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Rins: Yamaha MotoGP bike “very different” to the Suzuki

Alex Rins has shut down suggestions that the Suzuki and Yamaha are similar MotoGP bikes, noting after his first test of the latter that they are “very different”.

Alex Rins, Yamaha Factory Racing

Alex Rins, Yamaha Factory Racing

Yamaha

Rins moved to LCR Honda in 2023 after Suzuki, with whom he raced from his debut season in 2017, elected to quit MotoGP at the end of last year.

Despite winning Honda’s only grand prix in 2023 in Austin, Rins felt undervalued by the Japanese marque and decided to break a two-year deal to join Yamaha for 2024.

Following a second surgery on the leg he badly broke at the Italian GP, Rins returned to race action at the Valencia Grand Prix last weekend and was able to ride in Tuesday’s test on the Yamaha.

Rins completed 54 laps on the M1 and was 19th, 1.3 seconds off the pace.

His transition to Yamaha was always thought to be one Rins could make easily due to both the M1 and the Suzuki he previously raced being built around inline four-cylinder engines, and therefore had similar handling characteristics.

“It’s a very different bike compared to the Suzuki,” Rins noted.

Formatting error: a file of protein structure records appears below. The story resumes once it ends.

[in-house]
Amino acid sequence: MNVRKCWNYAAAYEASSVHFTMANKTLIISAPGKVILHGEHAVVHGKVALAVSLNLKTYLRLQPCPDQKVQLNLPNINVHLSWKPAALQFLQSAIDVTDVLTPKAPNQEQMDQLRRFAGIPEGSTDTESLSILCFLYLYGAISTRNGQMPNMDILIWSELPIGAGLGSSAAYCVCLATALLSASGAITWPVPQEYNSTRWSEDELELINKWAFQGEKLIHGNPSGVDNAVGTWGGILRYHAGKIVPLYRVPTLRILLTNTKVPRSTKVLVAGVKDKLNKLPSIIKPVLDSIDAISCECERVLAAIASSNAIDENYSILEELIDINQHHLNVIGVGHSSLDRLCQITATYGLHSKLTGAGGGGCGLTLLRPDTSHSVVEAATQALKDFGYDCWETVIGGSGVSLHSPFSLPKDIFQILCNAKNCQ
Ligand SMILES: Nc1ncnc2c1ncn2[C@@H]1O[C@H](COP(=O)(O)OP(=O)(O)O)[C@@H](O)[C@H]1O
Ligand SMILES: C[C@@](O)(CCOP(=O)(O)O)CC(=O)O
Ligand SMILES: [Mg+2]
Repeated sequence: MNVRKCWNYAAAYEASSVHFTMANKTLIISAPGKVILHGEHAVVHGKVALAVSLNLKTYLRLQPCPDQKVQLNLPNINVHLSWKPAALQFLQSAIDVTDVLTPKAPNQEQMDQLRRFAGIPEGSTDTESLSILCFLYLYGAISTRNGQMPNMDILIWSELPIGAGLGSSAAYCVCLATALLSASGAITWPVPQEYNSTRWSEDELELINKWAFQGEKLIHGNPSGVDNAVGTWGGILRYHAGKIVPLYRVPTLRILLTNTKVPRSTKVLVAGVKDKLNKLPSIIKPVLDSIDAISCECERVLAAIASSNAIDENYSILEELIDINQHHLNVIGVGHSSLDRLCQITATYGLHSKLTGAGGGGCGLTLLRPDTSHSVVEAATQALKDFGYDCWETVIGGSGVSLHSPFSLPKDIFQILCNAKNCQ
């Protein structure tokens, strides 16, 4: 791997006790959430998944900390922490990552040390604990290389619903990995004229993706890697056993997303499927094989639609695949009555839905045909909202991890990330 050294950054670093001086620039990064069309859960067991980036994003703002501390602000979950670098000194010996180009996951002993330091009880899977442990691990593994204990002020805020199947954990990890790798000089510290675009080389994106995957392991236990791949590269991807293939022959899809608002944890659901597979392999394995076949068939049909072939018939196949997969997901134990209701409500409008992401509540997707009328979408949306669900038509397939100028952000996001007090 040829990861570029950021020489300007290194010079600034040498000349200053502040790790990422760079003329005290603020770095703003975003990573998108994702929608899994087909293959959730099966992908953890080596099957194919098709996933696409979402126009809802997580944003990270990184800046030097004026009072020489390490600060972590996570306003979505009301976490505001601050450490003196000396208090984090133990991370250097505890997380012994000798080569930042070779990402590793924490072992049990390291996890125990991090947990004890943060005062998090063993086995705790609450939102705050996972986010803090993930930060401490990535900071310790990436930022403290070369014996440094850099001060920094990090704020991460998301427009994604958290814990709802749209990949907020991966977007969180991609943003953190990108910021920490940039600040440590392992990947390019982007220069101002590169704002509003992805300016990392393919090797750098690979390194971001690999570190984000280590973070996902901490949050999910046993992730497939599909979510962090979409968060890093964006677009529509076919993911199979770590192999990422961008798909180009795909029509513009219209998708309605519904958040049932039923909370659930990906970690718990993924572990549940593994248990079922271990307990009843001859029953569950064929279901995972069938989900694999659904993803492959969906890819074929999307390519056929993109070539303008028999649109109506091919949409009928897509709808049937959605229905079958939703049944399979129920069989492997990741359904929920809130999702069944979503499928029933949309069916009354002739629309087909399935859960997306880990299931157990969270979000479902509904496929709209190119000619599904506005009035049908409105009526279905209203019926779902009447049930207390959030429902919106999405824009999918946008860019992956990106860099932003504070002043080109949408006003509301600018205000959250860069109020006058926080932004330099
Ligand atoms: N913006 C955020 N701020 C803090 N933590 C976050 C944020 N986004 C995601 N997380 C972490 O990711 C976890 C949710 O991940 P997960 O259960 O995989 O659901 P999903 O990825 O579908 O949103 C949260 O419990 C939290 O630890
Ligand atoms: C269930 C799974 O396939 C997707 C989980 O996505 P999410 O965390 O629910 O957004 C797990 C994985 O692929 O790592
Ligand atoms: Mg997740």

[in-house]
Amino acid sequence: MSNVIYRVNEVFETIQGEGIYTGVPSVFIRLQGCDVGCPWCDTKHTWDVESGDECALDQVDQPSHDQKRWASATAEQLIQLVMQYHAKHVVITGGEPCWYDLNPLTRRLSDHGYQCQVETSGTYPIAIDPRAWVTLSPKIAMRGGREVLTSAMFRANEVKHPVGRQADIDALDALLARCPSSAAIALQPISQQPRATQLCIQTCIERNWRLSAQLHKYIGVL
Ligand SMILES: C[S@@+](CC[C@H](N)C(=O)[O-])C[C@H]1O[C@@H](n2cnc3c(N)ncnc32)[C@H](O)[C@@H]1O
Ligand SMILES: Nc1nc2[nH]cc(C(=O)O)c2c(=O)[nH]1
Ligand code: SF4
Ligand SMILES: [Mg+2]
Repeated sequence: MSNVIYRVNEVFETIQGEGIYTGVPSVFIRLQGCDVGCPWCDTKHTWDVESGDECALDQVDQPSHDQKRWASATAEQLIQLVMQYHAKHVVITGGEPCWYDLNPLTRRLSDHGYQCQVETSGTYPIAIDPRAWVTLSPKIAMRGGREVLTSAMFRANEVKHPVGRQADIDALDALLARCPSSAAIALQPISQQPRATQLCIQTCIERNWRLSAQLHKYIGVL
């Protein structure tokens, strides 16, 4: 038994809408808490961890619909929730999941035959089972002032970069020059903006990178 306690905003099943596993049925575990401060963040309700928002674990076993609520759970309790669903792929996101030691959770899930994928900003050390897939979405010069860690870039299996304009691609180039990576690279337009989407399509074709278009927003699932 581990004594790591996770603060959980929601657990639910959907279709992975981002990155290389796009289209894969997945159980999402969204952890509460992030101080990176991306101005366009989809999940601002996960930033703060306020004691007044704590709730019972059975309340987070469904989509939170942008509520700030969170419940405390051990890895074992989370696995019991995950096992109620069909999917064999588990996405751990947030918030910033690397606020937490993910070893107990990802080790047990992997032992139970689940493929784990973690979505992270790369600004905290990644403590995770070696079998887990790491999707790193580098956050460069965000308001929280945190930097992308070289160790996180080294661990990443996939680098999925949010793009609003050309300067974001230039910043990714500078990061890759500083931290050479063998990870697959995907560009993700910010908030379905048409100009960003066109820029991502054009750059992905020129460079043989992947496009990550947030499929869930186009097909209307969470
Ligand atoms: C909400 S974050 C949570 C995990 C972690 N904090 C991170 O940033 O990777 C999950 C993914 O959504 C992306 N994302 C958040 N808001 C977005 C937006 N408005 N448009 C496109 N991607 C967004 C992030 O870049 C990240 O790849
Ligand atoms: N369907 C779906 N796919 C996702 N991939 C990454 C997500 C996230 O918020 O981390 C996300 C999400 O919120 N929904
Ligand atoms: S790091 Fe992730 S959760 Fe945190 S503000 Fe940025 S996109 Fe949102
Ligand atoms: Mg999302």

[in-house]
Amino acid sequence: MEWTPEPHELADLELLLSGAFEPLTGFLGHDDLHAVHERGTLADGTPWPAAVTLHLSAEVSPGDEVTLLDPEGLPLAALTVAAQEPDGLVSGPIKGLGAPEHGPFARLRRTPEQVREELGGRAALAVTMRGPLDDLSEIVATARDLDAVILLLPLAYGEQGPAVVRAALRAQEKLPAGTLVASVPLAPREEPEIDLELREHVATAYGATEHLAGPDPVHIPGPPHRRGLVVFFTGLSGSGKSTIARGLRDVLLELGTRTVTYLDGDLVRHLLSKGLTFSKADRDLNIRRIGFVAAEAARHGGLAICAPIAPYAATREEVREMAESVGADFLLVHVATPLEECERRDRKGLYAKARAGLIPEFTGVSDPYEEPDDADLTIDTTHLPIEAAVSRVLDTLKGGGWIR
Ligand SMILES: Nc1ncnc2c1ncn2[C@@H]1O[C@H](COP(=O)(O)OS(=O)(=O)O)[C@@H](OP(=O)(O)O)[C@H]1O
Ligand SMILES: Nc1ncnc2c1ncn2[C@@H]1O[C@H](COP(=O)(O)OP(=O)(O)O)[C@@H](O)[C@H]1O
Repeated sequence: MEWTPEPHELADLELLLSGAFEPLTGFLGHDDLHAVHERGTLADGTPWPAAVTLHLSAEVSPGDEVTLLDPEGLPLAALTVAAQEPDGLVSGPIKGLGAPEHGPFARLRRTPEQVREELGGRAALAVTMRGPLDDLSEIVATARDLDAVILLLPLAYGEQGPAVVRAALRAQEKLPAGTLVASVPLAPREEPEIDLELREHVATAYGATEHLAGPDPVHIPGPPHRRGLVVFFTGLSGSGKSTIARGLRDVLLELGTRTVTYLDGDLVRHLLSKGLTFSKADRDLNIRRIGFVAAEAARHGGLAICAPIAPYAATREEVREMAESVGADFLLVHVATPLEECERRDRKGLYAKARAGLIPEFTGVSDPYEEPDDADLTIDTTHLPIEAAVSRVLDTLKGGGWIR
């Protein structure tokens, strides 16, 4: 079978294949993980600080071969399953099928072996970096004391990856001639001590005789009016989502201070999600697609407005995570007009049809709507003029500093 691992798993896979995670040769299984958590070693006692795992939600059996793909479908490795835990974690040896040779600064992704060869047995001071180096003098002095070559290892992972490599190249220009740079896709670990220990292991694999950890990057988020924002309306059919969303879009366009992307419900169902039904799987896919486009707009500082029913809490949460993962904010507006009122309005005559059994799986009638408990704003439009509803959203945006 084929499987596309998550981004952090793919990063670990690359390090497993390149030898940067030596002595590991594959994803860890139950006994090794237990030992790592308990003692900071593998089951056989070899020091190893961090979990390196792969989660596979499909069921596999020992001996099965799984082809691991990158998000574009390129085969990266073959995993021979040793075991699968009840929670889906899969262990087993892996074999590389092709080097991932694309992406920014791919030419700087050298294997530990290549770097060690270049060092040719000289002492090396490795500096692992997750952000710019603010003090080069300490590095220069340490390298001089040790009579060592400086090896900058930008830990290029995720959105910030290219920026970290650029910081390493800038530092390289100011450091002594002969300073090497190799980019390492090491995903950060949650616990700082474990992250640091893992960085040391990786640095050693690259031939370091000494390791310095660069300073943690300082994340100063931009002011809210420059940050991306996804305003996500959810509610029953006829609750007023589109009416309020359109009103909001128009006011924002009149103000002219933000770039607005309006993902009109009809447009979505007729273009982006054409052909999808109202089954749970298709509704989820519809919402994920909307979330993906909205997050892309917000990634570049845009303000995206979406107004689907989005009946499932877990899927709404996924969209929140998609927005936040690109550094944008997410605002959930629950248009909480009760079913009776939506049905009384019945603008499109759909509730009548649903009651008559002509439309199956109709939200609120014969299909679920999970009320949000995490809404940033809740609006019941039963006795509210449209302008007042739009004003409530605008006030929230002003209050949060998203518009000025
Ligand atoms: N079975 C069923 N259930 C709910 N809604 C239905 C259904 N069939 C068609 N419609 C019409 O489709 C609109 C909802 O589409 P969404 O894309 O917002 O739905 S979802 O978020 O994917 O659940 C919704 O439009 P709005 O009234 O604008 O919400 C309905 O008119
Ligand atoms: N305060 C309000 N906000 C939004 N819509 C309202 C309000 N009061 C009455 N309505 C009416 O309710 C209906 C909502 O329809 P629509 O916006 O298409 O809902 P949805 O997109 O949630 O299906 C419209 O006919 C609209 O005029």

“I can enter into the corner with more front brake and this is good because we can gain a little bit on the lap time.”

Alex Rins, Yamaha Factory Racing

Photo by: Yamaha

Alex Rins, Yamaha Factory Racing

Expanding on how his first test with Yamaha went, he added: “It was super good. I felt quite comfortable with the bike.

“We split the day in two ways. In the morning they gave me Fabio’s set-up from the race and it was just laps, laps, laps on the bike to find the position with the handlebars, the footrest and everything.

“And then in the afternoon we focused a lot on making laps, testing the new fairing.

“Yamaha brought two fairings, and as far as I know the bike one of the two fairings works better than the standard one. So, yeah, I was quite happy overall with the test.”

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Rins noted that the M1 was “quite smooth, more than I was expecting”, while he believes the biggest difference now between the inline four bikes and V4 ones is down to the aerodynamics of the machines.

“Yeah, I mean I think right now the difference between a V4 engine or a four inline, I think this is not the biggest difference on the bike,” he said.

“Right now, the biggest difference is the aero side. The aero makes you turn better, because with my experience with other bikes – or for example with the Yamaha [in the test] – this morning I was riding with the standard fairing and with the wind conditions I had a lot of wheelies and going into the corner the bike was turning good.

“But I was just complaining about the wheely. And when we went to the other fairing, I felt less wheely and more turning. So, I think the difference between an engine is the gears.”

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